Pfünz Roman Fort

Walting, Germany

Pfünz Roman Fort, Castra Vetoniana, was a Roman cohort camp near Pfünz, a village in the municipality of Walting. It was built in about 90 AD on a 42-metre-high Jurassic hillspur between the valley of the Altmühl and that of the Pfünzer Bach stream. it is a component of the Rhaetian Limes which was elevated in 2005 to the status of a UNESCO World Heritage Site.

Of historical importance are the remains of the double V-shaped ditches hewn out of the rock in front of the position, the one on the western rampart being the best preserved. In 1998, as part of the construction of a high pressure water system, the Bavarian State Office for Monument Protection carried out further test excavations. The archaeological record and rich finds from Pfünz, some of which are very rare, are seen as reasons for further studies in the future.

References:

Comments

Your name



Address

Bergweg 7, Walting, Germany
See all sites in Walting

Details

Founded: 90 AD
Category: Prehistoric and archaeological sites in Germany
Historical period: Germanic Tribes (Germany)

More Information

en.wikipedia.org

Rating

4.5/5 (based on Google user reviews)

User Reviews

Al Steinsbacher (2 years ago)
Beauty
Kathrin Mansour (2 years ago)
Toll für einen Spaziergang . Der Aufstieg und die Aussicht grandios. Ein Muss für jeden, der nicht nur Erdbeerlimes kennt.
Christian Mayerhofer (2 years ago)
I've known Pfünz since I was an altar boy (tent camp on the mountain opposite the Roman fort). I've lived along the Altmühl since birth; sometimes Riedenburg, sometimes Dinkelsbühl. In between, I find myself near the Danube; Ulm, Ingolstadt. I mainly work and live where others go on vacation. Come to Bavaria and Baden-Württemberg and see for yourself.
Wisdom Hear (3 years ago)
Thank you lord
M M (3 years ago)
Cool
Powered by Google

Featured Historic Landmarks, Sites & Buildings

Historic Site of the week

Palazzo Colonna

The Palazzo Colonna is a palatial block of buildings built in part over ruins of an old Roman Serapeum, and has belonged to the prestigious Colonna family for over twenty generations.

The first part of the palace dates from the 13th century, and tradition holds that the building hosted Dante in his visit to Rome. The first documentary mention notes that the property hosted Cardinal Giovanni and Giacomo Colonna in the 13th century. It was also home to Cardinal Oddone Colonna before he ascended to the papacy as Martin V (1417–1431).

With his passing, the palace was sacked during feuds, and the main property passed into the hands of the Della Rovere family. It returned to the Colonna family when Marcantonio I Colonna married Lucrezia Gara Franciotti Della Rovere, the niece of pope Julius II. The Colonna"s alliance to the Habsburg power, likely protected the palace from looting during the Sack of Rome (1527).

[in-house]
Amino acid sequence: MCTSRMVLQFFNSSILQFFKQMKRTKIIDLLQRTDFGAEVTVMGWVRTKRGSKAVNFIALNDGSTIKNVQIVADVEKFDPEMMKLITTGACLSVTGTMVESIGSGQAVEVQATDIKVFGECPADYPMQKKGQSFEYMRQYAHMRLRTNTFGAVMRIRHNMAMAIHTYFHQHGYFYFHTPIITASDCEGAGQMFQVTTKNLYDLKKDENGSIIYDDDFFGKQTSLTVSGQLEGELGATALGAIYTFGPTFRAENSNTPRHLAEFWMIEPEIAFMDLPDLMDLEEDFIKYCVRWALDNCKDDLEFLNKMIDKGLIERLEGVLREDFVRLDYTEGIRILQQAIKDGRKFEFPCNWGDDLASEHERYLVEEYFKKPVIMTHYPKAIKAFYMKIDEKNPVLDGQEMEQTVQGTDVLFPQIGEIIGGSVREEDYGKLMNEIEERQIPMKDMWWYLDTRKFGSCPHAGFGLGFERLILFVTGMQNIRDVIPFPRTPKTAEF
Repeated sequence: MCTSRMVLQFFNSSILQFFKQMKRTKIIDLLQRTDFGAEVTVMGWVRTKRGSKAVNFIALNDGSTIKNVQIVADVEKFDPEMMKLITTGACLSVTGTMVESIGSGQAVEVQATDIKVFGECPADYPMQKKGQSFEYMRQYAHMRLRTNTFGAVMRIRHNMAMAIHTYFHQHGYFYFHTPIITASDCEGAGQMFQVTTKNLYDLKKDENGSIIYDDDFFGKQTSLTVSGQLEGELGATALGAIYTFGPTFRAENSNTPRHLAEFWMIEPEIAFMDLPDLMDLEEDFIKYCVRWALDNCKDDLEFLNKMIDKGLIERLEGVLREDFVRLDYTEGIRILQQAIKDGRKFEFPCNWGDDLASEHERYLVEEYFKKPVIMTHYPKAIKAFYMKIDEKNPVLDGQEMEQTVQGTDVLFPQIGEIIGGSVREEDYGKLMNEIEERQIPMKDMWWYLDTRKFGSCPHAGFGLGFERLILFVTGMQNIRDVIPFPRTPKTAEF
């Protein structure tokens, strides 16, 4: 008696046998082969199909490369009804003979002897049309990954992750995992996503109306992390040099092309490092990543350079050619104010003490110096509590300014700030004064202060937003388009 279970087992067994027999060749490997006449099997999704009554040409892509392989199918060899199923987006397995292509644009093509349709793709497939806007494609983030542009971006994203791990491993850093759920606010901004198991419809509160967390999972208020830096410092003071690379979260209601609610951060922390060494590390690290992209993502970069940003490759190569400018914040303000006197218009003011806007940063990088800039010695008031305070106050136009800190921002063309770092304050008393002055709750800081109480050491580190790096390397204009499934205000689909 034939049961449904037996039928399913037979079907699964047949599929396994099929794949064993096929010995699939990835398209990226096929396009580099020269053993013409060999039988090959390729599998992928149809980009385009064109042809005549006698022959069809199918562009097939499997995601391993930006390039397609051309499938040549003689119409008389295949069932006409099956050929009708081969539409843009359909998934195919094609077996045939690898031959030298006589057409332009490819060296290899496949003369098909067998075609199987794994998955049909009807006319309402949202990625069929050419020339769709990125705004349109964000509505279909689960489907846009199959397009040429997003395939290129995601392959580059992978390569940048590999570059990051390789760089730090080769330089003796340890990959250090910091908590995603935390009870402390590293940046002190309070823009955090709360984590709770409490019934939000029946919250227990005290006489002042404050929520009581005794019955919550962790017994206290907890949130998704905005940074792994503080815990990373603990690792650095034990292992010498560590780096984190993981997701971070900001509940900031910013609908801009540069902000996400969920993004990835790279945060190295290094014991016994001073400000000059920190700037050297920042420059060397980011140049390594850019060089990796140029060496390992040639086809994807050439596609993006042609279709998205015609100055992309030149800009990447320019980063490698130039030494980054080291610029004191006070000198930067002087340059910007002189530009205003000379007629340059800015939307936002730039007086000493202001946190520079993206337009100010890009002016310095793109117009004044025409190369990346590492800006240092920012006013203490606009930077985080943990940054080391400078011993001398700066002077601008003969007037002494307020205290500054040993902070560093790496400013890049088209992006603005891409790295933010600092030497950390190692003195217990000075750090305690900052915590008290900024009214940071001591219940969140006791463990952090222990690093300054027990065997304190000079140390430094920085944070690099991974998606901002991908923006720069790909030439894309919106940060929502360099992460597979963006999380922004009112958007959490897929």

Starting with Filippo Colonna (1578–1639) many changes have refurbished and create a unitary complex around a central garden. Architects including Girolamo Rainaldi and Paolo Marucelli labored on specific projects. Only in the 17th and 18th centuries were the main facades completed. Much of this design was completed by Antonio del Grande (including the grand gallery), and Girolamo Fontana (decoration of gallery). In the 18th century, the long low facade designed by Nicola Michetti with later additions by Paolo Posi with taller corner blocks (facing Piazza Apostoli) was constructed recalls earlier structures resembling a fortification.

The main gallery (completed 1703) and the masterful Colonna art collection was acquired after 1650 by both the cardinal Girolamo I Colonna and his nephew the Connestabile Lorenzo Onofrio Colonna and includes works by Lorenzo Monaco, Domenico Ghirlandaio, Palma the Elder, Salviati, Bronzino, Tintoretto, Pietro da Cortona, Annibale Carracci (painting of The Beaneater), Guercino, Francesco Albani, Muziano and Guido Reni. Ceiling frescoes by Filippo Gherardi, Giovanni Coli, Sebastiano Ricci, and Giuseppe Bartolomeo Chiari celebrate the role of Marcantonio II Colonna in the battle of Lepanto (1571). The gallery is open to the public on Saturday mornings.

The older wing of the complex known as the Princess Isabelle"s apartments, but once housing Martin V"s library and palace, contains frescoes by Pinturicchio, Antonio Tempesta, Crescenzio Onofri, Giacinto Gimignani, and Carlo Cesi. It contains a collection of landscapes and genre scenes by painters like Gaspard Dughet, Caspar Van Wittel (Vanvitelli), and Jan Brueghel the Elder.

Along with the possessions of the Doria-Pamphilij and Pallavacini-Rospigliosi families, this is one of the largest private art collections in Rome.